The Parallels Between Pericles’ funeral oration And Lincoln’s Gettysburg Address The Parallels Between Pericles’ Funeral Oration and Lincoln’s Gettysburg Address Upon evaluating Pericles’ funeral oration and Lincoln’s Gettysburg Address, the reader is able to clearly notice the parallels between the two speeches. Although there is a significant length difference the content of the two orations is quite similar. Throughout the Gettysburg Address, Lincoln noticeably echoes Pericles, transforms the words and ideas of his predecessor, and makes his speech resemble that of the Athenian leader. Although many centuries separate the time these two speeches were given, it is evident that Lincoln echoes the funeral oration of Pericles. One instance in which Lincoln echoes this great leader is when he pronounces, “our fathers brought forth on this continent, a new nation.” (lines 1-3) Pericles began his speech in the same way when he said, “I shall began by speaking about our ancestors.” (Thucydides p. 214) Another occurrence is when Lincoln proclaims, “we cannot consecrate -we cannot hallow-this ground.
The brave men, living and dead, who struggled here, have consecrated it.” (lines 16-19) Pericles also feels the same way, in that the men being honored have proved themselves valiant on the battlefield, and their glories shall be proclaimed in action, not in a speech given by one man. (Thucydides p. 214) In his address Lincoln also echoes Pericles’ mention and praise of democracy. The famous ending of the Gettysburg Address, “government of the people, by the people, for the people, shall not perish from the earth,” exhibits Lincoln view on democracy. (Lincoln 34-36) Likewise Pericles seems to adorn democracy when he says, “power is in the hands not of a minority but of the whole people our political life is free and open.” (Thucydides p. 215) Along with echoing Pericles’ funeral oration Lincoln also transforms the words and ideas of his predecessor while giving his address at Gettysburg.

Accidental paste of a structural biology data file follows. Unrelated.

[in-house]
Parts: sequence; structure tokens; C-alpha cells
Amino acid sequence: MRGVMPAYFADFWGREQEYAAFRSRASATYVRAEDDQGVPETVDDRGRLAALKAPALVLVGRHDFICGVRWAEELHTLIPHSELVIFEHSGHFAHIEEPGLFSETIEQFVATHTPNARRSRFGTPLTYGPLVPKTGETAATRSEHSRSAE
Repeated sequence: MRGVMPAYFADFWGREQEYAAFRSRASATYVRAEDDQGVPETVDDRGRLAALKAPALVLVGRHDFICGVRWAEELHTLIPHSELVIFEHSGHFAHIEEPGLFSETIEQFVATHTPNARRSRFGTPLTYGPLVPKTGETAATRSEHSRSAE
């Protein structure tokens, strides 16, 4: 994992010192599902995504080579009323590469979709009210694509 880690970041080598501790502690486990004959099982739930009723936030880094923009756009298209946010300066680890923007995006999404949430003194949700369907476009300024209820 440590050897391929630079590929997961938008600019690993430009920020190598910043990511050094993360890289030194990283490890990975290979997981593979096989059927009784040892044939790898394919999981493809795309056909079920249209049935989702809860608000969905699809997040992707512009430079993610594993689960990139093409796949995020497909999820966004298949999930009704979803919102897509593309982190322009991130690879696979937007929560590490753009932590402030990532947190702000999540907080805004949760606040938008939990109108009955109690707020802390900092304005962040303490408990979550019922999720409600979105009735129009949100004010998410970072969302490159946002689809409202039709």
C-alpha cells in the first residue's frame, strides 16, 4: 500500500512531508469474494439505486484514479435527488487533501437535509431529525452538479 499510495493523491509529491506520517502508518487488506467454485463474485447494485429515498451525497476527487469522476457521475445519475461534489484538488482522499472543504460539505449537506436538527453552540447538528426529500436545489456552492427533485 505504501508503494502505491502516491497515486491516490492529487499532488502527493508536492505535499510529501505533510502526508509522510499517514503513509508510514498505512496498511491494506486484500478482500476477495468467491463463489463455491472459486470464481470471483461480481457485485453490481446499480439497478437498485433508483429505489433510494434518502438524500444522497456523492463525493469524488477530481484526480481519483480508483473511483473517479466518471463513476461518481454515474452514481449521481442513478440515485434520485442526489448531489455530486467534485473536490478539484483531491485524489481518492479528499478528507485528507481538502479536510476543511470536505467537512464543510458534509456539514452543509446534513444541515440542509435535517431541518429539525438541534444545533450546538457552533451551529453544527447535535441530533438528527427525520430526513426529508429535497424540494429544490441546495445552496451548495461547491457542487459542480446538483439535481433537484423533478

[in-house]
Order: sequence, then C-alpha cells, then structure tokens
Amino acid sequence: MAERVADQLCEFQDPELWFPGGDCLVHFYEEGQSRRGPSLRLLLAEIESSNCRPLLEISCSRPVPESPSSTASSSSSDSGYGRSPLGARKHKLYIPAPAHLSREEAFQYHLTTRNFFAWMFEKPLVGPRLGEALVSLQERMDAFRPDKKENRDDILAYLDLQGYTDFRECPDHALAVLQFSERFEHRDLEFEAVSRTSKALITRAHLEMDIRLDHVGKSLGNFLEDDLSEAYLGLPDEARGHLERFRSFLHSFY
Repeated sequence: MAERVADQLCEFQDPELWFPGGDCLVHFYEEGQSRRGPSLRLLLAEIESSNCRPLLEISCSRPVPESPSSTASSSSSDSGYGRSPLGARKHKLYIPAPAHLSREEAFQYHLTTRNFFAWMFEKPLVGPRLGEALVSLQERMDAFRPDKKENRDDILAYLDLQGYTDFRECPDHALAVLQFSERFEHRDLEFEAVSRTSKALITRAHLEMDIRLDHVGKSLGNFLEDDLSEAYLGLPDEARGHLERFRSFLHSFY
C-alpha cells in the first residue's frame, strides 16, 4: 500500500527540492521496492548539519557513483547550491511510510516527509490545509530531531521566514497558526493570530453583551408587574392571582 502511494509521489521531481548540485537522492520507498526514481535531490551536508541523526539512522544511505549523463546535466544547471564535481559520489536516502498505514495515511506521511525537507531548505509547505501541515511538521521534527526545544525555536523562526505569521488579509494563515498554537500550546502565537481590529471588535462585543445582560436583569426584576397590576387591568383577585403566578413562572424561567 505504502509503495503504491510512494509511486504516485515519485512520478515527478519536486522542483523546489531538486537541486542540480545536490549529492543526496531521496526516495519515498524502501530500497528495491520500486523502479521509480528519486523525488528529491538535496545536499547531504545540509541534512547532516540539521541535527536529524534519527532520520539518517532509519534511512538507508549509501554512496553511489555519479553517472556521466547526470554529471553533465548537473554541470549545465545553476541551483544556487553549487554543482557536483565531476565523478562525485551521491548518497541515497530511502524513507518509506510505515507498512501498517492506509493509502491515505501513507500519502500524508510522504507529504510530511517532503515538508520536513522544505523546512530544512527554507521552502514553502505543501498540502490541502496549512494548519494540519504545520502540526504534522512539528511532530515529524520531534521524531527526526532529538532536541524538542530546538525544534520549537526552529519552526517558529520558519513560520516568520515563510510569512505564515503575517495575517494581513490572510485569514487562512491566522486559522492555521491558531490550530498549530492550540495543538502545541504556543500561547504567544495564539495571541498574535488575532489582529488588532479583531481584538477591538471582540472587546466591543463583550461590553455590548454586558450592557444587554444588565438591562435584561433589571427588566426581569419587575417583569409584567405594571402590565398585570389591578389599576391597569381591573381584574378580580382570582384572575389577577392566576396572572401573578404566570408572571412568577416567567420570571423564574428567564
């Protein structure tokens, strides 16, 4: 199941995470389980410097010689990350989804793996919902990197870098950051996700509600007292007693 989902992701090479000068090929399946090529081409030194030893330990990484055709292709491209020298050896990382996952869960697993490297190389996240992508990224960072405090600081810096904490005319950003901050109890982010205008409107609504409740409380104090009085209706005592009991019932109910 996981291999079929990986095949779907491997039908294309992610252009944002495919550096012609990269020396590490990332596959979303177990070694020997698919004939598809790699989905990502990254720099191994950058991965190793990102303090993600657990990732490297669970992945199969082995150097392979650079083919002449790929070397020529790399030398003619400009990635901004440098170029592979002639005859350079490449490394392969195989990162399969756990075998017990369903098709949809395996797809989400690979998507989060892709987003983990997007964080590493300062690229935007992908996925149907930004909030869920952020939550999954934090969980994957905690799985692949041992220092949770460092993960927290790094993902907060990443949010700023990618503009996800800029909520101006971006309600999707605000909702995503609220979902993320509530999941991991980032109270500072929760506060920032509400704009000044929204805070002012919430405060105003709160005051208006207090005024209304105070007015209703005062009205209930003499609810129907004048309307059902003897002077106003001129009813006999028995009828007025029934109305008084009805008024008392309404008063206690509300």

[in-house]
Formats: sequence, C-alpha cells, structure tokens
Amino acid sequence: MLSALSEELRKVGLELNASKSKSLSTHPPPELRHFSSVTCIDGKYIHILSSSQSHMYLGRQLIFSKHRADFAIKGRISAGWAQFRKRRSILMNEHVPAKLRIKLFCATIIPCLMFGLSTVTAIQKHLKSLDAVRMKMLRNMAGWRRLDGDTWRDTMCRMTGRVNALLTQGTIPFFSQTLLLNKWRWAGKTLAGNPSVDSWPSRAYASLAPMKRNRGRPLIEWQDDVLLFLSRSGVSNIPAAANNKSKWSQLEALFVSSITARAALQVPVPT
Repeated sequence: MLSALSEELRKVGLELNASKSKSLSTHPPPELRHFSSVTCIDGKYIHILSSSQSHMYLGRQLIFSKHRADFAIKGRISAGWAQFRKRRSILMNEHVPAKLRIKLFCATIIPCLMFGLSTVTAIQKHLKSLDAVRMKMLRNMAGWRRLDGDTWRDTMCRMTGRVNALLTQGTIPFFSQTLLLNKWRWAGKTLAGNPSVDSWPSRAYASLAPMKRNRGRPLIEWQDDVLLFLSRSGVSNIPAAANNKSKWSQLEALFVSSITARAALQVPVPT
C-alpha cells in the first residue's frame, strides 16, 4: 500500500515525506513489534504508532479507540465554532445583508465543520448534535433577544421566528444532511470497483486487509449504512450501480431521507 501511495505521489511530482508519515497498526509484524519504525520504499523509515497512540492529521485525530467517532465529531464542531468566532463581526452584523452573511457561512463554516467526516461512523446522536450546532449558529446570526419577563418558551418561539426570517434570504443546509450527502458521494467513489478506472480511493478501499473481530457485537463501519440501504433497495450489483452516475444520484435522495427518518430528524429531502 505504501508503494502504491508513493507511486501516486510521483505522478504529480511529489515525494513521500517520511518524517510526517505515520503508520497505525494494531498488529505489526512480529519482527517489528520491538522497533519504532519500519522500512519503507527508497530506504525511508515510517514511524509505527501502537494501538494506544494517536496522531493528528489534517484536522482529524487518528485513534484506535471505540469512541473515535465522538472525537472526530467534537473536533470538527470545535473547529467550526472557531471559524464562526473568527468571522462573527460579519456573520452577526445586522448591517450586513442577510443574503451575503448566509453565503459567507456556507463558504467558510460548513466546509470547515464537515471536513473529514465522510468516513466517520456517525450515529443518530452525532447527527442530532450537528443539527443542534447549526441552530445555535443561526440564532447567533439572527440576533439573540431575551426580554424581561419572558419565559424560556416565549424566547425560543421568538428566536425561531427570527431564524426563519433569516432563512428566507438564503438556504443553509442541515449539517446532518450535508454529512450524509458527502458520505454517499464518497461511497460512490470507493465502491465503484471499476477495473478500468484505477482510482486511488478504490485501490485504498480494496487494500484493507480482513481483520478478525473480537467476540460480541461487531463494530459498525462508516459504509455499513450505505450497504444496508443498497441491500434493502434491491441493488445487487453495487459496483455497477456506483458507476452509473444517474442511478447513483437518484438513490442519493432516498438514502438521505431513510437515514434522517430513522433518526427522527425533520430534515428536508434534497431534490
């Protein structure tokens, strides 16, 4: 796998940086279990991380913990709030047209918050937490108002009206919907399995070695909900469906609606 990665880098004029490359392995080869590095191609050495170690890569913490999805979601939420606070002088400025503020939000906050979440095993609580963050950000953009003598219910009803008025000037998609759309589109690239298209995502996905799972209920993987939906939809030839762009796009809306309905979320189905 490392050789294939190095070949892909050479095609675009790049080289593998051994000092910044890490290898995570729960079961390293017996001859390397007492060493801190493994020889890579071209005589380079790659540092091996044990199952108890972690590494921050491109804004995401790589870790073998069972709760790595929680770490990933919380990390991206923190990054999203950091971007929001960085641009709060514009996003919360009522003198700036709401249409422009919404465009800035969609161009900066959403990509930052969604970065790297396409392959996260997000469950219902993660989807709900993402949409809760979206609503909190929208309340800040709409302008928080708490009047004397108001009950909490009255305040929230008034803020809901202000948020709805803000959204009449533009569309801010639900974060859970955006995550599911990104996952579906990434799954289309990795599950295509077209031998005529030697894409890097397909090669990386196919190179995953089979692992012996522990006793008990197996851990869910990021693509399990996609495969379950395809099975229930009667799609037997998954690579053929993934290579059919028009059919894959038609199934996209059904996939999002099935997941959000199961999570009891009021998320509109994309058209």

... 1862. Library of America Paperback Classics  Lincoln, Abraham. Address at Gettysburg. Selected Speeches and Writings. 1863.  Belz ... , Herman. “Abraham Lincoln and American Constitutionalism.” A ... Library of America Paperback Classics  Lincoln, Abraham. First Inaugural Address. Selected Speeches and Writings. 1861 Library ...
One way in which he does this is by stating that “all men are created equal.” (Lincoln 4-5), which is in accordance to Pericles’ quotes of “everyone is equal before the law” and “what counts is not membership of a particular class, but the actual ability which the man possesses.” (Thucydides p. 215) Lincoln is able to rearrange Pericles’ words but still relay the same idea that Pericles was trying to put forth. Another example of this is when Pericles states “We who remain behind must resolve to keep the dame daring spirit against the foe,” and Lincoln rewords this by saying “that from these honored dead we take increased devotion to that cause for which they gave the last full measure of devotion.” (Thucydides p. 217; lines 27-30) Here Lincoln is once again able to rephrase the words of Pericles but at the same time confer the same ideas. The purpose of both Pericles’ and Lincoln’s speech was to commemorate those who died in battle.
In giving his speech, Lincoln most likely had Pericles’ oration in mind because it was given for the exact same reason Lincoln had for giving his address. Also Lincoln might had resembled Pericles’s speech because he too had to install hope into the mourners. This is evident in the speech given by Pericles when he says “For these reasons I shall not commiserate with those parents of the dead Instead I shall try to comfort them” (Thucydides p. 218) In giving his speech Lincoln too tried to put forth this optimistic attitude.